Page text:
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Ex AT&T Tech Says NSA Monitors All Web Traffic 566

Posted by Zonk
from the tinfoil-hats-engaged dept.
Sir Tandeth writes "A former technician at AT&T, who alleges that the telecom giant forwards virtually all of its internet traffic into a 'secret room' to facilitate government spying, says the whole operation reminds him of something out of Orwell's 1984. Appearing on MSNBC's Countdown program, whistleblower Mark Klein told Keith Olbermann that all Internet traffic passing over AT&T lines was copied into a locked room at the company's San Francisco office — to which only employees with National Security Agency clearance had access. 'Klein was on Capitol Hill Wednesday attempting to convince lawmakers not to give a blanket, retroactive immunity to telecom companies for their secret cooperation with the government. He said that as an AT&T technician overseeing Internet operations in San Francisco, he helped maintain optical splitters that diverted data en route to and from AT&T customers. '"
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Ex AT&T Tech Says NSA Monitors All Web Traffic

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  • by morgan_greywolf (835522) on Friday November 09, 2007 @04:07PM (#21300725) Homepage Journal
    You can read Klein's April 2006 statement in his own words here [wired.com] and there are pictures of the secret room at AT&T here [wired.com].

    Very scary stuff.
  • Re:Encrypt (Score:2, Informative)

    by Conception (212279) on Friday November 09, 2007 @04:16PM (#21300883)
    Actually, the constitution isn't clear on this issue. In fact, it's clear on very few.
  • Re:Encrypt (Score:5, Informative)

    by 644bd346996 (1012333) on Friday November 09, 2007 @04:21PM (#21300953)

    The right of the people to be secure in their persons, houses, papers, and effects, against unreasonable searches and seizures, shall not be violated, and no warrants shall issue, but upon probable cause, supported by oath or affirmation, and particularly describing the place to be searched, and the persons or things to be seized.
    Clear enough? No warrant, no searches or seizures of my stuff. They are particularly prohibited from searching through all of my correspondence without a warrant.
  • by morgan_greywolf (835522) on Friday November 09, 2007 @04:27PM (#21301049) Homepage Journal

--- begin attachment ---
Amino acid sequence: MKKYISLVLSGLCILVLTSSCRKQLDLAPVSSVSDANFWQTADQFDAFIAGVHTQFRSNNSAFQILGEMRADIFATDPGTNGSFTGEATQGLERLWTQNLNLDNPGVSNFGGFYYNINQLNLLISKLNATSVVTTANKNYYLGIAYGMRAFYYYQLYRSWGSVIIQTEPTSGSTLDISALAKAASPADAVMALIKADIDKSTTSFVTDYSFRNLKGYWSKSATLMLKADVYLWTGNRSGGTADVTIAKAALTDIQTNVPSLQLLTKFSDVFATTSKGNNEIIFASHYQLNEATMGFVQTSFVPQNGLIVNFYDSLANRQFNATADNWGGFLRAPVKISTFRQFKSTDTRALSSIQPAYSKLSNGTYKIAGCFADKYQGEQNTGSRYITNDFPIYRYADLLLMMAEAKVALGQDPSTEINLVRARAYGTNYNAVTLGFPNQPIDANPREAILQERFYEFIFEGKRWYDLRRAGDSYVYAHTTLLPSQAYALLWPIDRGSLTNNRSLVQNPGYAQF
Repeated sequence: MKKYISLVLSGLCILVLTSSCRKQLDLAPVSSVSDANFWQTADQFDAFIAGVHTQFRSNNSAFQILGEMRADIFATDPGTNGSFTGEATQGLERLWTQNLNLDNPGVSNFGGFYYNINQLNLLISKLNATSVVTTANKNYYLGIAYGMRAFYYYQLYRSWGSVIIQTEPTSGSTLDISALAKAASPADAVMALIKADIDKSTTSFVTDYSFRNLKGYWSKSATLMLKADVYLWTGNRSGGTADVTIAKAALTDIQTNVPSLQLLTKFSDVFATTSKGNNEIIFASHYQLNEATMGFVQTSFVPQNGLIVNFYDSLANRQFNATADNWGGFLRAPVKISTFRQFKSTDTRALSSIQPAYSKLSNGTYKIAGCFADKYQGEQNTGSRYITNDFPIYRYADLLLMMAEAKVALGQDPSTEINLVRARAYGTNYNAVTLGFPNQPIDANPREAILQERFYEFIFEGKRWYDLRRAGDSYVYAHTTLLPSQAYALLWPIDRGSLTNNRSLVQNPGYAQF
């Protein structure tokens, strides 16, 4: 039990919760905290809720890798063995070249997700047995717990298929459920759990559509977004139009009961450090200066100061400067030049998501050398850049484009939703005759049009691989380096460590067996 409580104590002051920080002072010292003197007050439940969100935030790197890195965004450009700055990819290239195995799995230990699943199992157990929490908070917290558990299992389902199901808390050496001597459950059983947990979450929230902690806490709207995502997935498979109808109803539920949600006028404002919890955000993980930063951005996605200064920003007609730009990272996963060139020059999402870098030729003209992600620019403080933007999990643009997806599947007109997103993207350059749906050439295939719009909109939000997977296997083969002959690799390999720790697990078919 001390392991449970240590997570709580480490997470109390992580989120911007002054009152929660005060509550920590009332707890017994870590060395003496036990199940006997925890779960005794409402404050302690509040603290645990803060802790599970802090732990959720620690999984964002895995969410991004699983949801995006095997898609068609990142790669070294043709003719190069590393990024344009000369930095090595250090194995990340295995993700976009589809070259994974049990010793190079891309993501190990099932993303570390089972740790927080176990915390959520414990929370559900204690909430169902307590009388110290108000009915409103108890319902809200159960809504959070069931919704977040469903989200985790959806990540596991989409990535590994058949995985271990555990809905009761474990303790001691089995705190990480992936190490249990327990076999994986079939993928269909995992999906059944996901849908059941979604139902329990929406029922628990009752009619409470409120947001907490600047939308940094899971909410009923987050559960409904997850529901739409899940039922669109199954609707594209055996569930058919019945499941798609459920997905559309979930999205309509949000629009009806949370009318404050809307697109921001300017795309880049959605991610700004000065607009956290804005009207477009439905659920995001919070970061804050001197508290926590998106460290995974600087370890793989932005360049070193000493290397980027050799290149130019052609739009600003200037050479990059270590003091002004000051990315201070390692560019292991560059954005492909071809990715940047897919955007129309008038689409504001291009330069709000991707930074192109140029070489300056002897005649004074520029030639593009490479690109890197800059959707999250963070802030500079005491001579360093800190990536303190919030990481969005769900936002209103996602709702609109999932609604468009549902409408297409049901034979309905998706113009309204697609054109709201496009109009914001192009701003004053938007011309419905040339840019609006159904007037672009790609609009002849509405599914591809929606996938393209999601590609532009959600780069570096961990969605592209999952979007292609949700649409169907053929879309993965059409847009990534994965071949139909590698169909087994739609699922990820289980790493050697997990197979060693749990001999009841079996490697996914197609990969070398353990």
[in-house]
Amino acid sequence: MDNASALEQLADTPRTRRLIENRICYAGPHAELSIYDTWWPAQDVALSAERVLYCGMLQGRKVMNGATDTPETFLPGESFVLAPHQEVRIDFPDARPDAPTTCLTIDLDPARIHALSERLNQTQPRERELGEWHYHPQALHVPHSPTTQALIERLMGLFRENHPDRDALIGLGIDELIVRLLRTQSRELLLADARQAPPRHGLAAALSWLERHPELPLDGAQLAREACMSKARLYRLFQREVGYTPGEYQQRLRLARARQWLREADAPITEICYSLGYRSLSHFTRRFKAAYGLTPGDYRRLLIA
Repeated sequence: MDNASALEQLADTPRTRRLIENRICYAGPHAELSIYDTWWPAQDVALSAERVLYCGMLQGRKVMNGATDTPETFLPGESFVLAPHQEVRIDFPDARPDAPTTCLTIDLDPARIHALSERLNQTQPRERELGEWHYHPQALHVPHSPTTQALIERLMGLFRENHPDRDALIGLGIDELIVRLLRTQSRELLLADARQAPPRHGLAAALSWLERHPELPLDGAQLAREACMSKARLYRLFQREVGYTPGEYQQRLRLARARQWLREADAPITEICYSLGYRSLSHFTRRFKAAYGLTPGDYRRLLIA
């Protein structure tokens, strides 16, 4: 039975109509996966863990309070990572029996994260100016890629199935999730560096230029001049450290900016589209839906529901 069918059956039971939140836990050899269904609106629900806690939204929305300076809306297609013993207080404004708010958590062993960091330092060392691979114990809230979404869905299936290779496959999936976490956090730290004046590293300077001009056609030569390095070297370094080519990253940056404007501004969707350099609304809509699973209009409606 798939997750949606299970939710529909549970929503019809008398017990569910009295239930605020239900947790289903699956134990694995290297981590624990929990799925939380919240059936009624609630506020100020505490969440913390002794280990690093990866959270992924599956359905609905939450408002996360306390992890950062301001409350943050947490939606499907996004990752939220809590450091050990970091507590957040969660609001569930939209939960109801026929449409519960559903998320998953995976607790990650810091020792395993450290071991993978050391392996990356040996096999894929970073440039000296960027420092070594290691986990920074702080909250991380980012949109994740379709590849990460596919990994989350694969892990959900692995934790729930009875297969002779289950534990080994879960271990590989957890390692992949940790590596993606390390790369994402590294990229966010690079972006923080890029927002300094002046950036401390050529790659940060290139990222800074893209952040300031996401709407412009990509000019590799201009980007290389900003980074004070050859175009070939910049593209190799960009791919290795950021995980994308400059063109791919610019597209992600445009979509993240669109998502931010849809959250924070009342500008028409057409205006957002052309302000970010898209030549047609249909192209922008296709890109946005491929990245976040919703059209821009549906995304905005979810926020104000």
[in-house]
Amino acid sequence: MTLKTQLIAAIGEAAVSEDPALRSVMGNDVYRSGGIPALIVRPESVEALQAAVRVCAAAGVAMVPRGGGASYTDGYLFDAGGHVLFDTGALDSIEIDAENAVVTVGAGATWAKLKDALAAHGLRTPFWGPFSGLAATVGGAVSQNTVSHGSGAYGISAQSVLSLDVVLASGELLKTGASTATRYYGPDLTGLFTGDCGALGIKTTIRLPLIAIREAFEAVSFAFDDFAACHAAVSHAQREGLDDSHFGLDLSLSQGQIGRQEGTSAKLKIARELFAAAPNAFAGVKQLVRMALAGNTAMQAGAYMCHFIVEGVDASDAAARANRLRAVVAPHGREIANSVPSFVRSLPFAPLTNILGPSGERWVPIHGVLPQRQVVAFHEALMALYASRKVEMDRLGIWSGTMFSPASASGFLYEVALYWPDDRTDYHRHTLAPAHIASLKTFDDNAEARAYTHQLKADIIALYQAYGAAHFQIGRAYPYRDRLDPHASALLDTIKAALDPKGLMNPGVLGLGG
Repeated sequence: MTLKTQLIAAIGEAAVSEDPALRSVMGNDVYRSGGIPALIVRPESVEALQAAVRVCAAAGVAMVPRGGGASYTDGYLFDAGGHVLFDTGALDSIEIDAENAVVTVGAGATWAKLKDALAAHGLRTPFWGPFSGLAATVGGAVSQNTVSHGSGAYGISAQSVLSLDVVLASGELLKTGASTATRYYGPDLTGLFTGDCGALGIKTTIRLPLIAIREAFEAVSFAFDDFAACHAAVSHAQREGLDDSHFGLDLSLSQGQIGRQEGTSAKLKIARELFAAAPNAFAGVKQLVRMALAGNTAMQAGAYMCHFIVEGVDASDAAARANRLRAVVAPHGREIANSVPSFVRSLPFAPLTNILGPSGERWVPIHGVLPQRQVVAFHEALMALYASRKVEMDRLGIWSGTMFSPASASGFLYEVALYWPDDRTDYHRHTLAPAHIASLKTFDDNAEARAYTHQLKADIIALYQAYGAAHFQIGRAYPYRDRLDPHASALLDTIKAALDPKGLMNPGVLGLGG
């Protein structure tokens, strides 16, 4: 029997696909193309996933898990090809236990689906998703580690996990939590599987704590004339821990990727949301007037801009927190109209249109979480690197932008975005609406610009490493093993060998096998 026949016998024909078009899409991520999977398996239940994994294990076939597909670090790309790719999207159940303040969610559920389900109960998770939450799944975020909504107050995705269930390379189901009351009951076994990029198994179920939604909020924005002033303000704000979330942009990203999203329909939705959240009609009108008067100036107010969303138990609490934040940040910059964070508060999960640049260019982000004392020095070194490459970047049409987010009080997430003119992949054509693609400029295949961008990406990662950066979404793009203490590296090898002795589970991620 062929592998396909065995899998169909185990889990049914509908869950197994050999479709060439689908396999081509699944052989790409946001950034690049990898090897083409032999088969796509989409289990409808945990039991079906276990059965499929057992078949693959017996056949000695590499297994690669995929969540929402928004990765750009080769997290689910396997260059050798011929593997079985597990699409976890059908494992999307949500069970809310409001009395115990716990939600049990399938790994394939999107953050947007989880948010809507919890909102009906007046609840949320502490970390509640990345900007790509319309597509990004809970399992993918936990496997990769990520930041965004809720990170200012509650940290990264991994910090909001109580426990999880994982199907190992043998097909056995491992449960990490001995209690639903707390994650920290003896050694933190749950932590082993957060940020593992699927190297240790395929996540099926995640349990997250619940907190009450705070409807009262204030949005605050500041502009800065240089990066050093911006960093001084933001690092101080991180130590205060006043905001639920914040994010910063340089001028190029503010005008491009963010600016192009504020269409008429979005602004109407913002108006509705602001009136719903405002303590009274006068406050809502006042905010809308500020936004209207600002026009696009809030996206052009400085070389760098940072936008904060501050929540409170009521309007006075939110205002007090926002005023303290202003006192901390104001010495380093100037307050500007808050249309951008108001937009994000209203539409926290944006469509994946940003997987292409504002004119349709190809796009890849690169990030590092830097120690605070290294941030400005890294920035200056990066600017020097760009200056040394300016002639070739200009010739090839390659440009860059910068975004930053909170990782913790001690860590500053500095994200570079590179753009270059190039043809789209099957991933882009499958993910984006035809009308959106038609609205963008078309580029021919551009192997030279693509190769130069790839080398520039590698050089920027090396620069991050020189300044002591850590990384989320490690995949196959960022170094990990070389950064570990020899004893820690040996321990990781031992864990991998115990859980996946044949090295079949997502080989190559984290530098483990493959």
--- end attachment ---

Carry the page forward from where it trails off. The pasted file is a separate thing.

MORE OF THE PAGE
Well, it seemed like the last time I looked at those pictures, there were more of them. Of course, they were of the outside of the secret room, and not of the inside, but anyway, there were more. My tinfoil hat is going on now.
  • Re:Encrypt (Score:2, Informative)

    by neoform (551705) <djneoform@gmail.com> on Friday November 09, 2007 @04:29PM (#21301087) Homepage
    Who do you think controls the root DNS servers?

    If you're using public key encryption, it isn't that much work for telcos to act as an encryption proxy to whomever you're connecting to, which pretty much kills any encryption you're using.

    Only true way to stop spying is shared key encryption, which is completely unrealistic for broad use.
  • Son of carnivore. (Score:1, Informative)

    by Anonymous Coward on Friday November 09, 2007 @04:43PM (#21301287)
    Or grandson of carnivore. [wikipedia.org] My guess: Log all traffic and then they have a record when someone becomes "interesting."
  • Re:Encrypt (Score:5, Informative)

    by Shimmer (3036) <brianberns@gmail.com> on Friday November 09, 2007 @04:44PM (#21301297) Homepage Journal
    The insufficiency of analogy to more traditional means of communication (postal service in sealed envelopes, telegraph, town crier, word of mouth, whatever) is sufficient demonstration that the constitution is unclear on these matters.

    Fine. Have you by any chance ever read the 10th Amendment?

    The powers not delegated to the United States by the Constitution, nor prohibited by it to the States, are reserved to the States respectively, or to the people.
    In other words, if the Constitution is unclear and there is no relevant law then the Federal Govt. has no power whatsoever to intercept our Internet traffic.
  • by statemachine (840641) on Friday November 09, 2007 @04:44PM (#21301313)
    Then read the article. AT&T used optical splitters which means that the NSA got a copy of everything that crossed AT&T.

    Oops, I just noticed you were modded flamebait, and rightfully so. FUD applies more to your post than the article.
  • Re:Encrypt (Score:4, Informative)

    by 11223 (201561) on Friday November 09, 2007 @04:54PM (#21301447)
    I'm afraid you do not understand how public key crypto works. If Alice has Bob's key and has personally verified that the signature of the key, communication between Alice and Bob is secure so long as the "hard problem" that the cryptosystem depends on (e.g. discrete log for RSA) is not broken. There is no proxying which can take place; Alice encrypts her traffic with Bob's public key before sending it to him.

    Is it possible you've confused public key cryptosystems in general with systems based on Diffie-Hellman key exchange that provide protection against eavesdroppers but not man-in-the-middle attacks?
  • Re:Encrypt (Score:3, Informative)

    by neoform (551705) <djneoform@gmail.com> on Friday November 09, 2007 @05:02PM (#21301571) Homepage
    All digital signatures need to be verified with someone..

    If you're the government, how hard do you think it would be to tamper with those signature databases to make them match the man in the middle?

    RSA signatures work against your run-of-the-mill hacker, but does not stop telcos/gov from doing this.